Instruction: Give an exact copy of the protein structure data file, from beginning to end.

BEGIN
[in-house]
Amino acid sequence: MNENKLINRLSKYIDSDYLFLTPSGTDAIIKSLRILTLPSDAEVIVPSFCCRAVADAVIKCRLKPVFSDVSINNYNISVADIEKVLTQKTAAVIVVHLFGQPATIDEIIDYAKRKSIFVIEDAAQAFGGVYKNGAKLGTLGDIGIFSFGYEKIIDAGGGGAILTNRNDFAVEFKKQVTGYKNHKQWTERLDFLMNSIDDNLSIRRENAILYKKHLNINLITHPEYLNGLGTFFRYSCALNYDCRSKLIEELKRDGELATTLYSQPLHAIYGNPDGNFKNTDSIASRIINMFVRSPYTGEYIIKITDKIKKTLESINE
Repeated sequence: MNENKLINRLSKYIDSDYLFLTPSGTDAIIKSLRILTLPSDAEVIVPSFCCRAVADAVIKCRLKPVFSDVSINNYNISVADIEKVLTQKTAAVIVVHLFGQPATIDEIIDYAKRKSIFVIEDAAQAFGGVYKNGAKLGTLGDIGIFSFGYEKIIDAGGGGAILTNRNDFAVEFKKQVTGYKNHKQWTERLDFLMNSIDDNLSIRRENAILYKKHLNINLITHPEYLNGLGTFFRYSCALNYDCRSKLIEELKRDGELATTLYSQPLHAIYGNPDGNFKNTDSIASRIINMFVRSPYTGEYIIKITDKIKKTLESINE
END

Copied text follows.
[in-house]
Amino acid sequence: MNENKLINRLSKYIDSDYLFLTPSGTDAIIKSLRILTLPSDAEVIVPSFCCRAVADAVIKCRLKPVFSDVSINNYNISVADIEKVLTQKTAAVIVVHLFGQPATIDEIIDYAKRKSIFVIEDAAQAFGGVYKNGAKLGTLGDIGIFSFGYEKIIDAGGGGAILTNRNDFAVEFKKQVTGYKNHKQWTERLDFLMNSIDDNLSIRRENAILYKKHLNINLITHPEYLNGLGTFFRYSCALNYDCRSKLIEELKRDGELATTLYSQPLHAIYGNPDGNFKNTDSIASRIINMFVRSPYTGEYIIKITDKIKKTLESINE
Repeated sequence: MNENKLINRLSKYIDSDYLFLTPSGTDAIIKSLRILTLPSDAEVIVPSFCCRAVADAVIKCRLKPVFSDVSINNYNISVADIEKVLTQKTAAVIVVHLFGQPATIDEIIDYAKRKSIFVIEDAAQAFGGVYKNGAKLGTLGDIGIFSFGYEKIIDAGGGGAILTNRNDFAVEFKKQVTGYKNHKQWTERLDFLMNSIDDNLSIRRENAILYKKHLNINLITHPEYLNGLGTFFRYSCALNYDCRSKLIEELKRDGELATTLYSQPLHAIYGNPDGNFKNTDSIASRIINMFVRSPYTGEYIIKITDKIKKTLESINE